When you're having a large gathering at this house, you can be lingering at the table here and interacting with other guests who are sitting in the living room right across the hall.  (I know this because it's happened already!)  While I'm actually more of a fan of houses that have separate rooms and lots of walls on which to hang artwork and family photos,  I do think this house makes the most of its square footage because of its open-concept design.

Okay then, what about you?  Do you think a formal dining room is a necessity?  Do you like open-concept homes, or do you like separate rooms where you can go to escape the noise and the mess every now and then?  Leave me a comment, I'd love to hear from you!


  1. We have a tiny house, which works for us, but only because our "dining" room has always been a playroom. A few times we have put our table in there for eating on special occasions but we couldn't dedicate a space for a dining room at all. Someday though, I will buy a larger home and have a dining room! I am so happy for you that you didn't have to sacrifice your big table. Your pumpkins are all so festive!

    1. We started out tiny. At one point, we had four boys in a little ranch that was about 1,100 sq ft, no dining room. It was such a treat to finally get our big house in NH. Even after 26 years, I would walk from room to room and think, “I can’t believe we live here.” I know that I’ve been way too blessed! That big dining room we had there spoiled me rotten!

      I am almost finished the W’s, and will post soon. Now I think of you and your little guy whenever I work on that page with the walrus (which I’ve been doing today)!

  2. This question is very interesting and prompted me to think what you really meant.I'm assuming you mean a dining room vs eating in a kitchen. Not two dining rooms, a formal and an informal, basing this on your d-i-ls dilemma. Everyone I know here in Australia has a dining room and eats in it daily, three times a day, our kitchen's aren't really set up for dining in, although the breakfast bar has started becoming a trend, everyone I know still has a dining room or at least a dining room table, generally right off the kitchen.

    1. Erin, I think it's sort of the same here: one place to eat most meals, although it's more normal to have an eat-in kitchen and no formal dining room. I think we've gotten much more informal in this country since I was a kid. I love the idea of always eating in the dining room. I think eating in the kitchen, even for special meals, is tough, because when you cook a big meal the counters are all a mess! It's nice to eat in a place that's separate from the work area.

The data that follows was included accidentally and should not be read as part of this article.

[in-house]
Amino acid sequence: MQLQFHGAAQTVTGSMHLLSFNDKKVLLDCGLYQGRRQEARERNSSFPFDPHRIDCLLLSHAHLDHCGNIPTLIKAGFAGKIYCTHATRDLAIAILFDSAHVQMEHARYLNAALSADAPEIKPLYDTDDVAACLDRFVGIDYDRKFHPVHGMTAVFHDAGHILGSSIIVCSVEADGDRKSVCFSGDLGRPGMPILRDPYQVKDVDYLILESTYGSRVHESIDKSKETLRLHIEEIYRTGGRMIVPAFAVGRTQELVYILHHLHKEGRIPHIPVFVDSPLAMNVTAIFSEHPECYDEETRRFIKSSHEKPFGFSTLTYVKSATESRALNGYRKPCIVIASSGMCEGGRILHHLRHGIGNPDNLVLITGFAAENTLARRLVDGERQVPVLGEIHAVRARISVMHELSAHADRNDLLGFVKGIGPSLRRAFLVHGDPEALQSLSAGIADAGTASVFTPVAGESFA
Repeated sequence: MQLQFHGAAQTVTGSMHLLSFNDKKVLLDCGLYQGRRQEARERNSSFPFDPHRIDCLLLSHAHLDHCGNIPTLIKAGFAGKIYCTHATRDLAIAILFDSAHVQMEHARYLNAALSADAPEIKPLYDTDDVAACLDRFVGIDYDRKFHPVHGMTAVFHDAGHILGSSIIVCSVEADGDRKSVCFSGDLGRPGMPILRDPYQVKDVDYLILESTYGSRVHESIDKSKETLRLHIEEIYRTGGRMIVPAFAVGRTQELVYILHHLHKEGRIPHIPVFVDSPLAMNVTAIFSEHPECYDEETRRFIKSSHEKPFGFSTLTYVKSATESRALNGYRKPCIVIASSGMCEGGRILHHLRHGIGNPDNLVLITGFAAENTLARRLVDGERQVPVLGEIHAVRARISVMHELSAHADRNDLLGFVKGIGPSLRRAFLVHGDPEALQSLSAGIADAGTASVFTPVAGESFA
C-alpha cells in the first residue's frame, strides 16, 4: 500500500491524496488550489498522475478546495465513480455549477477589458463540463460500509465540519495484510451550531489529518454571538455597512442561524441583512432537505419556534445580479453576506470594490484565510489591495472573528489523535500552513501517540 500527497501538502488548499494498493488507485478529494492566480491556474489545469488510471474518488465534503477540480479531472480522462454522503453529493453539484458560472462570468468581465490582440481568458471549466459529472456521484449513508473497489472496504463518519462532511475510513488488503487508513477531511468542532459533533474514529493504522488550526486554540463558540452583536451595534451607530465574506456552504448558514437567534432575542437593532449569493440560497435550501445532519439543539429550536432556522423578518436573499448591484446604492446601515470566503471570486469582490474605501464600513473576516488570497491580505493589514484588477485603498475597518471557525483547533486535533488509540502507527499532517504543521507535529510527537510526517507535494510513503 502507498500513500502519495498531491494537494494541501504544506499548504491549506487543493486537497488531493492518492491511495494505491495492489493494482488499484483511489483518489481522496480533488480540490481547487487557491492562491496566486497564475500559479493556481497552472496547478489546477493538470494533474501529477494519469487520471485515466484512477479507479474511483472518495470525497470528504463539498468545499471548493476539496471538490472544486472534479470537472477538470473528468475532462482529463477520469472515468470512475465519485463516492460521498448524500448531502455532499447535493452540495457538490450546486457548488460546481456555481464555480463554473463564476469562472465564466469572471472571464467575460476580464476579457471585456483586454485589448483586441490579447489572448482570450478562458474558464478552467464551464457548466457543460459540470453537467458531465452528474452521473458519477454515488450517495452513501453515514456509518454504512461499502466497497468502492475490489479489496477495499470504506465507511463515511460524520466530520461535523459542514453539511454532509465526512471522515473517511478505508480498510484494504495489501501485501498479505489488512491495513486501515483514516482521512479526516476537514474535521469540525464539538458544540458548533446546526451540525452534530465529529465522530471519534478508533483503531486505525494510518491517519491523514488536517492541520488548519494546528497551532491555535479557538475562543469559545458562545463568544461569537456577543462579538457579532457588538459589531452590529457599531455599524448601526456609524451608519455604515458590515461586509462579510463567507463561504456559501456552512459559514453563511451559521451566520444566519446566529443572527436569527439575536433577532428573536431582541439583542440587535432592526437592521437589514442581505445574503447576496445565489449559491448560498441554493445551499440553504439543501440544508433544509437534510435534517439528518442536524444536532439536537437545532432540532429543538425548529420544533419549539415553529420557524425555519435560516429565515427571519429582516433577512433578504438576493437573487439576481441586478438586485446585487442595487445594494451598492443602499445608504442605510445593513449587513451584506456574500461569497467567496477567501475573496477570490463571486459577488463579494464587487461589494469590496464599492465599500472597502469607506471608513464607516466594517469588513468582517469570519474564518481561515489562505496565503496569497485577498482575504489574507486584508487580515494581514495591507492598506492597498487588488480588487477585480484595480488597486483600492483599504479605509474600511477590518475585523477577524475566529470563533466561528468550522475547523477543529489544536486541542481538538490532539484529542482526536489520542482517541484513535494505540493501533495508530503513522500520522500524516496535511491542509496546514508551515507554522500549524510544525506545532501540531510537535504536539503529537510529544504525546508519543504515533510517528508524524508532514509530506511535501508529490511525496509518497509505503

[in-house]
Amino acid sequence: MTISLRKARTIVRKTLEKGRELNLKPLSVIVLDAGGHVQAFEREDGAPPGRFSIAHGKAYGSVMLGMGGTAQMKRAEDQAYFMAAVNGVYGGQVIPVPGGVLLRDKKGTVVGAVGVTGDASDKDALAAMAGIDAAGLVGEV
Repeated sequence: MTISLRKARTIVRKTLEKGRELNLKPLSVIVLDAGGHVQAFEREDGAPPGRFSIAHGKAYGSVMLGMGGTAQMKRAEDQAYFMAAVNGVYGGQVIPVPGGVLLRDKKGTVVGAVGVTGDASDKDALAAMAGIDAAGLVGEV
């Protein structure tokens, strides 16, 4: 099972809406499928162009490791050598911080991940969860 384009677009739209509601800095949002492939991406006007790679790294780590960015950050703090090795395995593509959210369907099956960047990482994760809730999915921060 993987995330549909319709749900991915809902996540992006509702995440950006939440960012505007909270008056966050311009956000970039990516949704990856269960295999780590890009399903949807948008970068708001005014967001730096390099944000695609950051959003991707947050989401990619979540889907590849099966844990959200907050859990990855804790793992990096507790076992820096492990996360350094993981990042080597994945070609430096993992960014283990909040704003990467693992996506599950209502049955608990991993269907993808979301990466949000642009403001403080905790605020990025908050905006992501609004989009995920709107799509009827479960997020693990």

Sorry it took me so long to respond to this!

  3. Having an open kitchen into dining area into sunken living room running the back half width of our house, I may have the best of both worlds. I love our hand-made plank table for 6 and keep my everyday pottery AND my 14 placesettings of wedding present Mikasa china in our china cabinet for every-day use. The potential is there to dine at the table if the kids are home and/or if we chose to if it's just the 2 of us, or "dine" in our casual living room which is just a couple of steps further away.

    1. I love the sound of this set-up! It sounds ideal.

      And I'm with you: if you have good china, you should use it! What good is it if it just stays stored away all the time!

  4. Absolutely beautiful!! So glad you decided to keep the set; it looks lovely and I'm a bit envious (in the good way) of your red sideboard; so cute and "new englandish"!!

    1. Oh my goodness, I love that sideboard, too. I think I spent $250 on it at the secondhand shop, which was more than I usually am willing to part with. But I just fell in love with it. It is the most solid piece of furniture (you can tell when you look inside that it's old, and they don't make furniture like they used to!), and red is one of my most favorite colors for decorating. It makes me happy!

  5. Replies
    1. That's an antique knock-off, but I love it, too. I keep wine glasses and other bits of china in it. No pies! (I think what I really need is a cake keeper!)

  6. Love it .... and I will always come to read your blog!! I love it!

  7. When we bought our home 4 years ago a "formal" dining room was a must have. I have the dining room set that my grandparents received as a wedding gift in 1908. We ended up with an eat in kitchen and a dining room/living room set up similar to yours. I love nothing more than filling up the kitchen table with 6, the dining table with 14 and adding a card table to the living room. We have a 1 and 3 year old so we compromised with adding an ikea bookshelf/bin setup in the dining room so the kids do have some toys on the main level and can entertain themselves in the living room/dining room. And, the dining room makes a great folding table for laundry! :)

    1. Your set-up sounds wonderful! Don't you love having an old dining room set with that much history? How special!

      I think ours is at least 100 years old, and probably much older. I am currently refinishing the large chair with arm rests that matches the rest of it. My dad wanted to keep that when my mom gave me the set back in 1989, but he died two years ago and now I've inherited his chair. I am currently in the process of refinishing it so that I can have my husband start using it when we have big family dinners.